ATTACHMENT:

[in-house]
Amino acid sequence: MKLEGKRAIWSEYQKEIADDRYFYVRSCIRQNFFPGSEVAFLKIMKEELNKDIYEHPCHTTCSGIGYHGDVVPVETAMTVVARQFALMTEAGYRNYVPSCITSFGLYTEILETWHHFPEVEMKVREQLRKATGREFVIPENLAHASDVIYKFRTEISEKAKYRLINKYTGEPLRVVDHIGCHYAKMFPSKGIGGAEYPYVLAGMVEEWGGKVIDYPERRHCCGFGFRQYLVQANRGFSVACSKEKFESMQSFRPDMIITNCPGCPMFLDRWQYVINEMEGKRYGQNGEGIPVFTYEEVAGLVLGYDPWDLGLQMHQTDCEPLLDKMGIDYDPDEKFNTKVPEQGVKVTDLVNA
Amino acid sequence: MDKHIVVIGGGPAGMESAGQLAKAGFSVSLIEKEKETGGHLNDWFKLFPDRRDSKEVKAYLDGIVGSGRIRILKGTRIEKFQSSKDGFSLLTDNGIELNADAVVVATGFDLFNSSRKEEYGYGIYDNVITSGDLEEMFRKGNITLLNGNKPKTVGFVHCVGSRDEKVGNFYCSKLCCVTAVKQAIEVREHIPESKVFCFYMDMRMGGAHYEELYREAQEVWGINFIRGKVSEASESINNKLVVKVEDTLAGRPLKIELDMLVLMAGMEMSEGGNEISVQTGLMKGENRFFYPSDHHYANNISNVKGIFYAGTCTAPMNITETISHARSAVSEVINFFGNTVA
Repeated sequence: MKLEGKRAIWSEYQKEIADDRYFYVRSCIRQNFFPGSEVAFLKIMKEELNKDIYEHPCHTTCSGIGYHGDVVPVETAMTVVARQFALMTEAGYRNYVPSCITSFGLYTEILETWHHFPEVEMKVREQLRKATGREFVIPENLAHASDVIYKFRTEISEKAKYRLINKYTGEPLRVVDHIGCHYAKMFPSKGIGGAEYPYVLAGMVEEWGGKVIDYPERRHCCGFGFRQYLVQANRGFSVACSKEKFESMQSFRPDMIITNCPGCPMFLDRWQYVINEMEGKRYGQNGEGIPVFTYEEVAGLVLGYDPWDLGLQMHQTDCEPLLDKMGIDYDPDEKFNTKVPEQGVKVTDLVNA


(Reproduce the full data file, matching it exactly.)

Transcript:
[in-house]
Amino acid sequence: MKLEGKRAIWSEYQKEIADDRYFYVRSCIRQNFFPGSEVAFLKIMKEELNKDIYEHPCHTTCSGIGYHGDVVPVETAMTVVARQFALMTEAGYRNYVPSCITSFGLYTEILETWHHFPEVEMKVREQLRKATGREFVIPENLAHASDVIYKFRTEISEKAKYRLINKYTGEPLRVVDHIGCHYAKMFPSKGIGGAEYPYVLAGMVEEWGGKVIDYPERRHCCGFGFRQYLVQANRGFSVACSKEKFESMQSFRPDMIITNCPGCPMFLDRWQYVINEMEGKRYGQNGEGIPVFTYEEVAGLVLGYDPWDLGLQMHQTDCEPLLDKMGIDYDPDEKFNTKVPEQGVKVTDLVNA
Amino acid sequence: MDKHIVVIGGGPAGMESAGQLAKAGFSVSLIEKEKETGGHLNDWFKLFPDRRDSKEVKAYLDGIVGSGRIRILKGTRIEKFQSSKDGFSLLTDNGIELNADAVVVATGFDLFNSSRKEEYGYGIYDNVITSGDLEEMFRKGNITLLNGNKPKTVGFVHCVGSRDEKVGNFYCSKLCCVTAVKQAIEVREHIPESKVFCFYMDMRMGGAHYEELYREAQEVWGINFIRGKVSEASESINNKLVVKVEDTLAGRPLKIELDMLVLMAGMEMSEGGNEISVQTGLMKGENRFFYPSDHHYANNISNVKGIFYAGTCTAPMNITETISHARSAVSEVINFFGNTVA
Repeated sequence: MKLEGKRAIWSEYQKEIADDRYFYVRSCIRQNFFPGSEVAFLKIMKEELNKDIYEHPCHTTCSGIGYHGDVVPVETAMTVVARQFALMTEAGYRNYVPSCITSFGLYTEILETWHHFPEVEMKVREQLRKATGREFVIPENLAHASDVIYKFRTEISEKAKYRLINKYTGEPLRVVDHIGCHYAKMFPSKGIGGAEYPYVLAGMVEEWGGKVIDYPERRHCCGFGFRQYLVQANRGFSVACSKEKFESMQSFRPDMIITNCPGCPMFLDRWQYVINEMEGKRYGQNGEGIPVFTYEEVAGLVLGYDPWDLGLQMHQTDCEPLLDKMGIDYDPDEKFNTKVPEQGVKVTDLVNA